The Senate Intelligence Committee is as sclerotic and turf-obsessed as the agency it’s meant to regulate.

By PHILIP GIRALDI
March 26, 2014
The American Conservative

Government bureaucracies, like many private sector businesses, are initially created in response to a perceived need either to do something or provide a service. The Department of Defense in its current incarnation rose out of the developing Cold War in the post-Second World War environment, while the CIA was created to prevent a second Pearl Harbor. But as bureaucracies mature they become less and less connected to their founding principles as circumstances change and they fail to adapt. They then go into a self-defense mode that makes maintaining jobs, budgets, and political turf in Washington their top priority. This compulsion to protect equities is the reason we are currently hearing of alleged CIA spying on a largely disengaged Senate committee in an attempt to forestall any accountability for torture and rendition policies that many believe to be war crimes.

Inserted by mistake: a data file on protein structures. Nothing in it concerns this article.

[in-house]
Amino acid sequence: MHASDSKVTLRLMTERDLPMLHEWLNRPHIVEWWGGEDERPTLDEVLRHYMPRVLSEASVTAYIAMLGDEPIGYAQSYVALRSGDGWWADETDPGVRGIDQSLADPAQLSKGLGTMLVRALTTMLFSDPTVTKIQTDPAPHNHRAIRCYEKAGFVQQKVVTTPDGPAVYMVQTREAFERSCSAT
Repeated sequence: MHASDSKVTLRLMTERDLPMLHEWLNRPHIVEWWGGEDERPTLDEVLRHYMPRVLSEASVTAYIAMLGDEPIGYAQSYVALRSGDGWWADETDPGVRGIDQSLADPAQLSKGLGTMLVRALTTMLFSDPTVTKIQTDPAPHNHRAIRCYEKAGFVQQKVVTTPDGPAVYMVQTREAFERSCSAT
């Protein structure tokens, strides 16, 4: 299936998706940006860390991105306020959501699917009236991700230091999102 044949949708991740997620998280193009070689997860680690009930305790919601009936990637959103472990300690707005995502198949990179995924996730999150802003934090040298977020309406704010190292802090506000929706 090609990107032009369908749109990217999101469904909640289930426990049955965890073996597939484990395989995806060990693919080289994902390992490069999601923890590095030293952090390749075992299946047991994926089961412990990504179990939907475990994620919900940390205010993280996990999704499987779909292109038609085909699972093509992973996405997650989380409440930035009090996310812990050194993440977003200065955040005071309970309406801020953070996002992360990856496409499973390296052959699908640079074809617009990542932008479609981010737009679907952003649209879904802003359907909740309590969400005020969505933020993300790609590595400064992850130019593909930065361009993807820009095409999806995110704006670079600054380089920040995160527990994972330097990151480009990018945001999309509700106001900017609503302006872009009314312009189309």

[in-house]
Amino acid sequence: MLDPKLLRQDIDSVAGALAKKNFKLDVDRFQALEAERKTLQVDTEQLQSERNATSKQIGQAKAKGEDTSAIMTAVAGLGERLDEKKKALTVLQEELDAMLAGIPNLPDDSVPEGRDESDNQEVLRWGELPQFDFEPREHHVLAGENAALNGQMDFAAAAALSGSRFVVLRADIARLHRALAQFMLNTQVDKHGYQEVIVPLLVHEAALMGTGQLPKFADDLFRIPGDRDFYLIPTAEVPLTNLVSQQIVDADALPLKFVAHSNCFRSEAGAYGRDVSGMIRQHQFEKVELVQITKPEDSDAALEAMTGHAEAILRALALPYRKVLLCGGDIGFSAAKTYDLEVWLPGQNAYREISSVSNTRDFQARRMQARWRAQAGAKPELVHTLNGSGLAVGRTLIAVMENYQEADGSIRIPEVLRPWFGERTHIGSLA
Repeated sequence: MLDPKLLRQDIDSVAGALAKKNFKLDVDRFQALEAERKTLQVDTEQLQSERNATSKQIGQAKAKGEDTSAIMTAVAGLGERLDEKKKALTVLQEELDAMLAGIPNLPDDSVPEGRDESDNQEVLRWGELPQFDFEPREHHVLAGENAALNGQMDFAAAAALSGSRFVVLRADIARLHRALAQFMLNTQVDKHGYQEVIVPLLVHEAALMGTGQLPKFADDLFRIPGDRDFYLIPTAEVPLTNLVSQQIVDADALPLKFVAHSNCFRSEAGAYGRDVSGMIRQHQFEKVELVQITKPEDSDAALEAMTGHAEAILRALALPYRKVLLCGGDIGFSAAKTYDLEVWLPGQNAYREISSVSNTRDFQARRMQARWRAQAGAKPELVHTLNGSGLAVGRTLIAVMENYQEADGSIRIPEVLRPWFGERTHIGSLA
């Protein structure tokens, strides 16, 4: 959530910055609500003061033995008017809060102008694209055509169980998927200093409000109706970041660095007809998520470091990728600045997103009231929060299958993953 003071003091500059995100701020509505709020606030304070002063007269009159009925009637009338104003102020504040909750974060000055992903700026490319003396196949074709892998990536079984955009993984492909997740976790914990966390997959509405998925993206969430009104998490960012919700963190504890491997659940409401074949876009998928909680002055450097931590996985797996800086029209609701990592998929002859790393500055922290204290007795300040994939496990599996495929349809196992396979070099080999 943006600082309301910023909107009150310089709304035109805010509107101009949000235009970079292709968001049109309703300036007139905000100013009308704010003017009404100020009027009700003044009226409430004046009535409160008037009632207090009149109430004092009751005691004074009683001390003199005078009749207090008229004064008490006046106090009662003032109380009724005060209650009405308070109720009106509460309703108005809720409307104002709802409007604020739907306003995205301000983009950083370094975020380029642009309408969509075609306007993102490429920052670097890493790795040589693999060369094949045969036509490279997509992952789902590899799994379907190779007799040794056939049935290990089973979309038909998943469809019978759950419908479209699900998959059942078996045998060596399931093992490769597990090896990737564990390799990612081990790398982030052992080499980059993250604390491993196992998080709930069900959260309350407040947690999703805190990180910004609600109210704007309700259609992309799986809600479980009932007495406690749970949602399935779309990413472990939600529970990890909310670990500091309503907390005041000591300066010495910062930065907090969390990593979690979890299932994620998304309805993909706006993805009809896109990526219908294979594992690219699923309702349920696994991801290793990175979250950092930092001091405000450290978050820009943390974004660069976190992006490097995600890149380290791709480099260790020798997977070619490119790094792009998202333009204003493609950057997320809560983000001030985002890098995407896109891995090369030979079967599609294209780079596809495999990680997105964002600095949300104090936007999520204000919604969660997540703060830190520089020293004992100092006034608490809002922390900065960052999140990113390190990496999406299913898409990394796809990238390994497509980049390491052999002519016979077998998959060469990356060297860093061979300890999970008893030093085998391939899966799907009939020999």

Mostly lost in translation is the fact that the Senate’s Select Committee on Intelligence, like CIA, is also a stale bureaucracy, one largely inhabited by senators who have been in place for many years. Committee staffers reflect their sense of entitlement, believing themselves untouchable as they bask in their celebrity since 9/11. In short, they too are prone to go into self-defense mode about what they have and have not done, making Sen. Dianne Feinstein no hero for opportunistically attacking the CIA for spying on her committee. Her attempts to shift the blame for now-discredited and abhorrent activities in which her committee was almost certainly complicit are obvious, though this in no way exonerates the Agency.

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